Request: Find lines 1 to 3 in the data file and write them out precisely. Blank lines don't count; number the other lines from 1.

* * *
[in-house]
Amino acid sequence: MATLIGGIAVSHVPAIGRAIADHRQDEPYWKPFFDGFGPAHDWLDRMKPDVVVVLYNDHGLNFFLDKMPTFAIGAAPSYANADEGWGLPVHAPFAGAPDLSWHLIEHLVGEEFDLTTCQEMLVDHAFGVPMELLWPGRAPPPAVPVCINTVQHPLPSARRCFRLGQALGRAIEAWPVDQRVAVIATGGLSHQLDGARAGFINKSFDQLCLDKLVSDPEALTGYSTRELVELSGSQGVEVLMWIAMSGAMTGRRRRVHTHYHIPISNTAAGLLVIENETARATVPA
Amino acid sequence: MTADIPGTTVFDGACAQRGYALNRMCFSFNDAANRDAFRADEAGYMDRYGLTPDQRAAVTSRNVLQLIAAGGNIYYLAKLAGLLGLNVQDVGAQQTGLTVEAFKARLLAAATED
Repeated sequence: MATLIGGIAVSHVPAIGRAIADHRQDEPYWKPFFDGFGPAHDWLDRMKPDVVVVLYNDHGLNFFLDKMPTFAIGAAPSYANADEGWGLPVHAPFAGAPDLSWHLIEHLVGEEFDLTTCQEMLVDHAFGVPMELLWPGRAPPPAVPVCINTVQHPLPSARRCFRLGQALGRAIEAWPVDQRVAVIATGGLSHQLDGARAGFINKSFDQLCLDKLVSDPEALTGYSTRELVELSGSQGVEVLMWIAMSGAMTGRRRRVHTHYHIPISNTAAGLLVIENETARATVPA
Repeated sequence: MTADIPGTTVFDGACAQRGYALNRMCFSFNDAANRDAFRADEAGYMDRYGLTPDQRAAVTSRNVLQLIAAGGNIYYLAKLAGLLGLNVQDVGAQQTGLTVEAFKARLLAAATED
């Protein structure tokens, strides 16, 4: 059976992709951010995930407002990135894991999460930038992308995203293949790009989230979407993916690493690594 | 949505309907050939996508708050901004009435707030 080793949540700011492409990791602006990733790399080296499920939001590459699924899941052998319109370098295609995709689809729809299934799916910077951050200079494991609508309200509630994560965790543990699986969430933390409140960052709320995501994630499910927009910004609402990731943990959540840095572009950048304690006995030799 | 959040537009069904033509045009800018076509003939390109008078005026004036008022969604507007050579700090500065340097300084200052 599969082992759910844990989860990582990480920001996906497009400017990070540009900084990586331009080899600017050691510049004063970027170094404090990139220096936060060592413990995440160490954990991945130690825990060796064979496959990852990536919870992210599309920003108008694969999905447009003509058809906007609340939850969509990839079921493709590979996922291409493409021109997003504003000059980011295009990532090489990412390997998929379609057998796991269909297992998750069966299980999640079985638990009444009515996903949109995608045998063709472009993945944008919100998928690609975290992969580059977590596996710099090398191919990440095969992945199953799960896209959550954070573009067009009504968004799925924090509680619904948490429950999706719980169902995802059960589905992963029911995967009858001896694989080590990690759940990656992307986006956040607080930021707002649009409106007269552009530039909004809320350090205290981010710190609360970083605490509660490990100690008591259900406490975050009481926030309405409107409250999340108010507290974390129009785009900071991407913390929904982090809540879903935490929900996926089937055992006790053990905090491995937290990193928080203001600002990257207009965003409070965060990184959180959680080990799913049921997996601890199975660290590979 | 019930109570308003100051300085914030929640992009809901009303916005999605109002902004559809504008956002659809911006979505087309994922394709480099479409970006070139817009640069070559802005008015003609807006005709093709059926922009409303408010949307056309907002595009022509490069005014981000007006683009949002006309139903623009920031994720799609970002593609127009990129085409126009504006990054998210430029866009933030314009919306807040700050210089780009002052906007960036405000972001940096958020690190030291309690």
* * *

[in-house]
Amino acid sequence: MATLIGGIAVSHVPAIGRAIADHRQDEPYWKPFFDGFGPAHDWLDRMKPDVVVVLYNDHGLNFFLDKMPTFAIGAAPSYANADEGWGLPVHAPFAGAPDLSWHLIEHLVGEEFDLTTCQEMLVDHAFGVPMELLWPGRAPPPAVPVCINTVQHPLPSARRCFRLGQALGRAIEAWPVDQRVAVIATGGLSHQLDGARAGFINKSFDQLCLDKLVSDPEALTGYSTRELVELSGSQGVEVLMWIAMSGAMTGRRRRVHTHYHIPISNTAAGLLVIENETARATVPA
Amino acid sequence: MTADIPGTTVFDGACAQRGYALNRMCFSFNDAANRDAFRADEAGYMDRYGLTPDQRAAVTSRNVLQLIAAGGNIYYLAKLAGLLGLNVQDVGAQQTGLTVEAFKARLLAAATED